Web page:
Comics Buyer’s Guide #1658

Posted: 8/18/2009 11:54:52 AM BRENT FRANKENHOFF

DC is taking another crack at Archie’s Red Circle heroes this year andComics Buyer’s Guide #1658 looks at the project in this issue which starts with a cover by Cliff Richards.

Mr. Silver Age ties in to the cover feature this issue with his look at MLJ’s Silver Age revival of its heroes (see below).

Can’t wait to get your copy to see all that’s inside? We’ve posted several full articles from the issue at various places on CBGXtra! Check out the links below.

Also in this issue:

The CBG crew got back from Comic-Con International: San Diego with a day to spare to compose the first of two photo scrapbooks (the second will be inCBG #1659), which you’ll find early in this issue.

CBG Senior Editor Maggie Thompson recalls the summer of 1954 in her beautiful Balloons column.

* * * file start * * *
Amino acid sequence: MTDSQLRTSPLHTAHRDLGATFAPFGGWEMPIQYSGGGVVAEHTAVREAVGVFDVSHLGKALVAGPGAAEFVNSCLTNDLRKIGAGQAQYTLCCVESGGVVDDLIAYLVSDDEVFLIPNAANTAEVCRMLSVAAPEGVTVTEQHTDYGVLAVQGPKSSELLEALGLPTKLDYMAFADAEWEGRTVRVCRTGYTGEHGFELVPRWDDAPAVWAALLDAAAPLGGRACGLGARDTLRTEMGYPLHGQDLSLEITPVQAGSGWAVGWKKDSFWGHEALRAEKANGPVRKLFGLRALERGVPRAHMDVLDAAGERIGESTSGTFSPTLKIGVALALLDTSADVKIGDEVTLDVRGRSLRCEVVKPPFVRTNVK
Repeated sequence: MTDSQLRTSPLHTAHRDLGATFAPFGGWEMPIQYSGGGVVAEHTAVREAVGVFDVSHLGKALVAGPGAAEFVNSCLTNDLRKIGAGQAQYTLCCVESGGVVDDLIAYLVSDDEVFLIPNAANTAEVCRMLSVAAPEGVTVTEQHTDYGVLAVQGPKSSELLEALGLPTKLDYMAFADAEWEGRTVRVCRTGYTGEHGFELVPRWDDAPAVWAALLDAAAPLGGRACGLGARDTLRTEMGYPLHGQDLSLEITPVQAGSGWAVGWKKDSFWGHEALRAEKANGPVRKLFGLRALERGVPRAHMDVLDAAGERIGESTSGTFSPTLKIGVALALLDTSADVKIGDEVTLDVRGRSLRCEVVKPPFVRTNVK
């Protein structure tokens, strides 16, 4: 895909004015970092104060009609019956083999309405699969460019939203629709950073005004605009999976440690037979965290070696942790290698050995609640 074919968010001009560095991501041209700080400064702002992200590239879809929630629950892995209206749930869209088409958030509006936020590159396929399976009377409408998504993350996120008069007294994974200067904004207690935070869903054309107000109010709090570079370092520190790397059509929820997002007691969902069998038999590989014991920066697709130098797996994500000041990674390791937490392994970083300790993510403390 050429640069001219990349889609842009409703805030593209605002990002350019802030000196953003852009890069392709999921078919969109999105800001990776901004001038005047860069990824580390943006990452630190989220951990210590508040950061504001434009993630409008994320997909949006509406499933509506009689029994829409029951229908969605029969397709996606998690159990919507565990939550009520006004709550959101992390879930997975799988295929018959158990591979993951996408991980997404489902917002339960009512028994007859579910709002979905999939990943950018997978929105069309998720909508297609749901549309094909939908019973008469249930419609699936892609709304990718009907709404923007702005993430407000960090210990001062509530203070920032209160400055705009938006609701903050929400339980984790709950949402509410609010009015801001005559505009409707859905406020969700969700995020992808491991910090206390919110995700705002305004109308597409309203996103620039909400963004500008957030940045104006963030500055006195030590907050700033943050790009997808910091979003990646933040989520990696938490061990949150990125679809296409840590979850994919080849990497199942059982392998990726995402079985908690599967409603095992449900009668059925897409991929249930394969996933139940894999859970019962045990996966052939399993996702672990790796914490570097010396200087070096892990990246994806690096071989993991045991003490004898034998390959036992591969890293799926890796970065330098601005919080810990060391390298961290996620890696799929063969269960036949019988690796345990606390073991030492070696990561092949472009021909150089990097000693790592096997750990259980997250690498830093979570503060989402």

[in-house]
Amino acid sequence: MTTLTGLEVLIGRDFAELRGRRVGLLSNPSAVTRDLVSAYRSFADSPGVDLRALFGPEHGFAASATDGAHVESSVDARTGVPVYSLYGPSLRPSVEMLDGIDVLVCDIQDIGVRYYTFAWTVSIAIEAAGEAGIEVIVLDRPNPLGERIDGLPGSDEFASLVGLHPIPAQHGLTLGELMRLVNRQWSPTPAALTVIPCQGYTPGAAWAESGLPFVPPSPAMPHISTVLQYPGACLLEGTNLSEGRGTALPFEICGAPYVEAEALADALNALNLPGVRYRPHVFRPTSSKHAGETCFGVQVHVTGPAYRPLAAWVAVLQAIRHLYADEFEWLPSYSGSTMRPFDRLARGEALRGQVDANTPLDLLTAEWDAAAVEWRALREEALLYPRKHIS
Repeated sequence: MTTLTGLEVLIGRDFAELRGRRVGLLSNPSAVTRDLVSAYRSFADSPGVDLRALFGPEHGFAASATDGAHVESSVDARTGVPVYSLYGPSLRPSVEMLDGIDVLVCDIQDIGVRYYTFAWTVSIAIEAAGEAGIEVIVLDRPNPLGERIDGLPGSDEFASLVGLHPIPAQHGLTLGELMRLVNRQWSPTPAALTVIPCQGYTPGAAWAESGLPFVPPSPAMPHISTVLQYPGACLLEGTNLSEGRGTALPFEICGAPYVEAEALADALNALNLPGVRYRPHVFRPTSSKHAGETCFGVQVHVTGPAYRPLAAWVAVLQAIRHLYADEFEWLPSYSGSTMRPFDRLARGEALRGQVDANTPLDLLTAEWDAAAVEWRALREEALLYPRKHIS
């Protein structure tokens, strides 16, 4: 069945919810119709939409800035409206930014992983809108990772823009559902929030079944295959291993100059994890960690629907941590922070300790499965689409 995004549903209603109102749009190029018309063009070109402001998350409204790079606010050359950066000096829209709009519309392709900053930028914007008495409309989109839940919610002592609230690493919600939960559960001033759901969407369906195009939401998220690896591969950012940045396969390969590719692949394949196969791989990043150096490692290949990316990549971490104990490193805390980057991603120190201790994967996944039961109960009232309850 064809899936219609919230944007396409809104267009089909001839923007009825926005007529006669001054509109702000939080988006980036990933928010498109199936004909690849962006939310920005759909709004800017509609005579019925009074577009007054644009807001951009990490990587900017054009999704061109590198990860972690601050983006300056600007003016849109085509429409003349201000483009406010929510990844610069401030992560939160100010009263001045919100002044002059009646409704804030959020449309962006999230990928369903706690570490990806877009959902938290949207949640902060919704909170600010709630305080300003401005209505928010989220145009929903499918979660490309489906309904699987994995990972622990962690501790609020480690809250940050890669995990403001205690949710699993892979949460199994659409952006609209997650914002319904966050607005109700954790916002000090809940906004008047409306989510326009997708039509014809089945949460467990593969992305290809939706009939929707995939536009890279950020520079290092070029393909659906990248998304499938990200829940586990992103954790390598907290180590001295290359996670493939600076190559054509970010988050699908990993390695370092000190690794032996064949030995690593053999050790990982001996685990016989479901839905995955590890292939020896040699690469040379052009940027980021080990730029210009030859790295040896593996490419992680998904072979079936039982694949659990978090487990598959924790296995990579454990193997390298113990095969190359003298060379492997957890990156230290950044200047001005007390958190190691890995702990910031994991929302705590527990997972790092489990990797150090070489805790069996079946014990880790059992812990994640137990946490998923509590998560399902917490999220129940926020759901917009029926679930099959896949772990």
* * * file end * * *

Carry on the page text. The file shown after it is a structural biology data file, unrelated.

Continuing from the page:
Peter David recalls several fan reactions he didn’t see coming.

Michelle Nolan wraps up her look at Real Fact Comics.

Val Staples presents his Top 10 favorite comics covers.

Plus, we have plenty of reviews of comics, trade paperbacks, videos, and other comics-related materials!

All this and more, plus the largest and most complete monthly price guide in comics.

It’s all in Comics Buyer’s Guide #1658, shipping now!

Posted: 8/18/2009 12:24:35 PM by MR. SILVERAGE

CLICK HERE FOR FULL COLOR PDF

ASK MR. SILVERAGE
As promised in that article, here’s the sidebar on additional Golden Age MLJ characters who were revived in the Silver Age, specifically in Mighty Crusaders #4, and are just aching for their return to the spotlight:

Too Many Super-Heroes!

The Ask Mr. Silver Age column in CBG #1558 details the variety of MLJ heroes who were revived during the Silver Age and went on to careers of at least a couple of appearances. Some experienced significant careers, while others had a cup of coffee or two.

On top of those players, the potential roster expanded considerably with Mighty Crusaders #4 (Apr 66), in which a number of heroes tried to join the team (unasked, I should point out).